"I remember the years (in Detroit). It was awesome,'' Fielder declared of the time he spent there (the Fielders lived in Grosse Pointe). "Hopefully, I can make some new memories.''
The negotiation, though it took well into January, is the first positive memory for Prince. There were definitely some anxious moments, but Fielder is better equipped than most to handle those. Speaking of his agent Scott Boras, Fielder said, "One thing Scott doesn't do is lie. He said at (age) 19 what would happen if I stayed focused. He was right.''
Perhaps, but no one could have predicted he'd back in Detroit.
Posted on: March 4, 2012 3:12 pm
Edited on: March 4, 2012 3:22 pm
LAKELAND, Fla. -- Some might say Tigers superstar Miguel Cabrera is heroic, generous or at the very least team-oriented for giving up first base at a moment's notice and moving to third so the team could sign top free agent Prince Fielder. Not Cabrera, who doesn't see it that way.
"I never had a position, so what's the difference?'' Cabrera said, applying sound logic.
Cabrera actually came to Detroit as a third baseman but was soon switched to first base, where Carlos Guillen was struggling with the nuances of that position. Now Cabrera is going back to third. No matter what happens here -- and he's off to a slow start, with an error here Sunday -- he's the third baseman.
"I feel good [about it],'' Tigers manager Jim Leyland said. "He's my third baseman, I like writing his name into the lineup every day. It is what it is.''
What it appears to be is an interesting little imperfection for us to write about on an otherwise superior Tigers team. And it probably is pretty small in the scheme of things. Cabrera has excellent hands and a true arm.
The only issue is his movement, which is undeniably limited. Cabrera was slow going to his left to try to field a grounder by the Braves' David Ross on Sunday, and he wound up booting the ball -- appearing to strain to bend over.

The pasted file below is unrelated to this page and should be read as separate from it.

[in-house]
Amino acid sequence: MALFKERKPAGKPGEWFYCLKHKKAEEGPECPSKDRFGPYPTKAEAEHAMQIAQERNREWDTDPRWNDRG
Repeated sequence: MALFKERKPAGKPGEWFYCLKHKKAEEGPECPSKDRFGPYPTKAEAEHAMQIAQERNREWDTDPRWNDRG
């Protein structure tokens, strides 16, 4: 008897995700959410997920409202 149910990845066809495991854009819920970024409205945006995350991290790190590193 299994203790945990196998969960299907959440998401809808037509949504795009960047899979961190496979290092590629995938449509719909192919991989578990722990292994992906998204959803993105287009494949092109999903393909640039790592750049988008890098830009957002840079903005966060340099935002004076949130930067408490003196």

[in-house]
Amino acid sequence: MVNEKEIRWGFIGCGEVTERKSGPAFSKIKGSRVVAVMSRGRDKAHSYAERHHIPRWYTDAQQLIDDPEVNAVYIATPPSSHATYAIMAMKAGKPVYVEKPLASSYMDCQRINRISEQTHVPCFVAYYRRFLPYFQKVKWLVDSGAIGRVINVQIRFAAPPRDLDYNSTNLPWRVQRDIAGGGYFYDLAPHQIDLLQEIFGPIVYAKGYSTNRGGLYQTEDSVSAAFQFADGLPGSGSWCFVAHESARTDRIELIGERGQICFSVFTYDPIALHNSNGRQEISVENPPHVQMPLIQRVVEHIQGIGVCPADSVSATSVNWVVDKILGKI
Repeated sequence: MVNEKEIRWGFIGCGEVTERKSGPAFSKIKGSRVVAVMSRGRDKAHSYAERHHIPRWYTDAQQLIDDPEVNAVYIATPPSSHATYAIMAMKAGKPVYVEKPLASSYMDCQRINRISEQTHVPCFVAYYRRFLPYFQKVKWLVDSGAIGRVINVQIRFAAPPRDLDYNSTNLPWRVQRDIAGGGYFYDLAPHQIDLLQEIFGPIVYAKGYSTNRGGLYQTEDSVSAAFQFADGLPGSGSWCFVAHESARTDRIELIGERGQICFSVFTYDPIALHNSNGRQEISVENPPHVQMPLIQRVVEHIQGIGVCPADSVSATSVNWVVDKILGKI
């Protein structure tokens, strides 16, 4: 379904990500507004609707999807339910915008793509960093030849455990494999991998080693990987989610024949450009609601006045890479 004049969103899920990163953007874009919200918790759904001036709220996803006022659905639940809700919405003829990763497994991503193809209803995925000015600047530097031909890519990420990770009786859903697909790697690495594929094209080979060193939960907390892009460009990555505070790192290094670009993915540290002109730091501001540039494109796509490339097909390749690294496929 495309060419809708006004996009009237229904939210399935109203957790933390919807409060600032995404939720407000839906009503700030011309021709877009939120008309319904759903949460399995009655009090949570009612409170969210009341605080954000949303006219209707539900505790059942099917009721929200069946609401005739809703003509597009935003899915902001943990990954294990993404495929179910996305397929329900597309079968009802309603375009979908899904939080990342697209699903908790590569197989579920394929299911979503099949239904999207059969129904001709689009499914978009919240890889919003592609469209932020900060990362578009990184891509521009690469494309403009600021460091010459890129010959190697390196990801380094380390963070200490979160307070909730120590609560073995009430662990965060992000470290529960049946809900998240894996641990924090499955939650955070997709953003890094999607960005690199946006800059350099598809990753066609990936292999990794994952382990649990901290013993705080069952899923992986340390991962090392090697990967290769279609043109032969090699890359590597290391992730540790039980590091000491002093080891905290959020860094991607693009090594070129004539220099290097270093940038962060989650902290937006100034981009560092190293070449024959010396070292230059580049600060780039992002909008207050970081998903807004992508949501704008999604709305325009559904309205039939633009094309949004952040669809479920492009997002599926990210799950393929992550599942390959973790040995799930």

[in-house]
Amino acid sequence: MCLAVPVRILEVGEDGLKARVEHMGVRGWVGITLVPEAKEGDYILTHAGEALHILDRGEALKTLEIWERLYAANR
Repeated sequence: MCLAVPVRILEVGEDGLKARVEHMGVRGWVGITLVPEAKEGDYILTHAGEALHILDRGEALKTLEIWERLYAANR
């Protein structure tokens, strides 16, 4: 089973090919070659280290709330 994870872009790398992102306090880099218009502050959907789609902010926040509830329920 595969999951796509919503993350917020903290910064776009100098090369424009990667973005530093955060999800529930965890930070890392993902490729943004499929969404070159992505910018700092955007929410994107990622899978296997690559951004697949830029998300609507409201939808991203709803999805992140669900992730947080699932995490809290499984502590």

Cabrera joked before the game that he is 330 pounds; he actually is about average for him, somewhere in the high 200s. The Tigers do not seem at all displeased by his shape, round but reasonable.
Cabrera may seem young, but he works hard and he has veteran infielder Rafael Belliard here to work on his technique with him.
"I need to work on it every day. I need to work hard,'' Cabrera said.
The main thing, Belliard said, is to be ready. The ball gets to a third baseman faster than anywhere else on the diamond. Belliard pointed out Cabrera played shortstop at one point, but conceded that was a long time ago. It's even been a couple years for third base. It's a good thing they have all spring.
"We're not asking him to win a Gold Glove,'' Tigers general manager Dave Dombrowski said.
Even if he can't come close to major-league average even after a long spring of grounders, he's not coming out of games for defense late in games.
"He's a star. I'm not taking my star out,'' Leyland said. "I think that would send the wrong message to Miguel Cabrera, and I'm not doing it.''
More than anyone, Leyland understands the psyche of his players and the importance of it vs. an inning or two of slightly improved defense. That's the right call.
Dombrowski pointed out that Cabrera volunteered to play third base in interleague games last year, and he would have played third in National League cities had they made the World Series. Cabrera has a ways to go to become proficient again. But at least he is willing. That's maybe half the battle.